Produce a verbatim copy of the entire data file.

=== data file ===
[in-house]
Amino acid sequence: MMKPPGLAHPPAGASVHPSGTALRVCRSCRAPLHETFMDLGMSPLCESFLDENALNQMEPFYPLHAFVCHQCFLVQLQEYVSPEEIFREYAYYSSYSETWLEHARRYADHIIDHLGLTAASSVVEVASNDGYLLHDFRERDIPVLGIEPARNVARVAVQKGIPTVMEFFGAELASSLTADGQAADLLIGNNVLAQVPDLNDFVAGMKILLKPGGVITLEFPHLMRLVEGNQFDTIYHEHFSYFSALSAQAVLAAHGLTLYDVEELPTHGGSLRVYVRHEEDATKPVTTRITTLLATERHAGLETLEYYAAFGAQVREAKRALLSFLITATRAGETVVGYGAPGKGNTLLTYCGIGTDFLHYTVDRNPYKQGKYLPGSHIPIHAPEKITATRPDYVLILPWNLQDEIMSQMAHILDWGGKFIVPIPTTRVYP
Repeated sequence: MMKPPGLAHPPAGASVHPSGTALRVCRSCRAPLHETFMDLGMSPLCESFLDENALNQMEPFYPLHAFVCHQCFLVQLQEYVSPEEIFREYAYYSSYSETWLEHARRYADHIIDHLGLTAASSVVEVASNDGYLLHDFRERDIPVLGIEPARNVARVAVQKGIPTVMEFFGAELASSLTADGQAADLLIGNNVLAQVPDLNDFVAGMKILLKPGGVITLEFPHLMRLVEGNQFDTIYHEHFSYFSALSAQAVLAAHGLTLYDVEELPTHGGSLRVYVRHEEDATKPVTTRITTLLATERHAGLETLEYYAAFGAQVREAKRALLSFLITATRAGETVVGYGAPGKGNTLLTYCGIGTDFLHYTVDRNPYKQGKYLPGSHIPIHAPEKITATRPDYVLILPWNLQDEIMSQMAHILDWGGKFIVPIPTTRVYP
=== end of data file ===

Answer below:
[in-house]
Amino acid sequence: MMKPPGLAHPPAGASVHPSGTALRVCRSCRAPLHETFMDLGMSPLCESFLDENALNQMEPFYPLHAFVCHQCFLVQLQEYVSPEEIFREYAYYSSYSETWLEHARRYADHIIDHLGLTAASSVVEVASNDGYLLHDFRERDIPVLGIEPARNVARVAVQKGIPTVMEFFGAELASSLTADGQAADLLIGNNVLAQVPDLNDFVAGMKILLKPGGVITLEFPHLMRLVEGNQFDTIYHEHFSYFSALSAQAVLAAHGLTLYDVEELPTHGGSLRVYVRHEEDATKPVTTRITTLLATERHAGLETLEYYAAFGAQVREAKRALLSFLITATRAGETVVGYGAPGKGNTLLTYCGIGTDFLHYTVDRNPYKQGKYLPGSHIPIHAPEKITATRPDYVLILPWNLQDEIMSQMAHILDWGGKFIVPIPTTRVYP
Repeated sequence: MMKPPGLAHPPAGASVHPSGTALRVCRSCRAPLHETFMDLGMSPLCESFLDENALNQMEPFYPLHAFVCHQCFLVQLQEYVSPEEIFREYAYYSSYSETWLEHARRYADHIIDHLGLTAASSVVEVASNDGYLLHDFRERDIPVLGIEPARNVARVAVQKGIPTVMEFFGAELASSLTADGQAADLLIGNNVLAQVPDLNDFVAGMKILLKPGGVITLEFPHLMRLVEGNQFDTIYHEHFSYFSALSAQAVLAAHGLTLYDVEELPTHGGSLRVYVRHEEDATKPVTTRITTLLATERHAGLETLEYYAAFGAQVREAKRALLSFLITATRAGETVVGYGAPGKGNTLLTYCGIGTDFLHYTVDRNPYKQGKYLPGSHIPIHAPEKITATRPDYVLILPWNLQDEIMSQMAHILDWGGKFIVPIPTTRVYP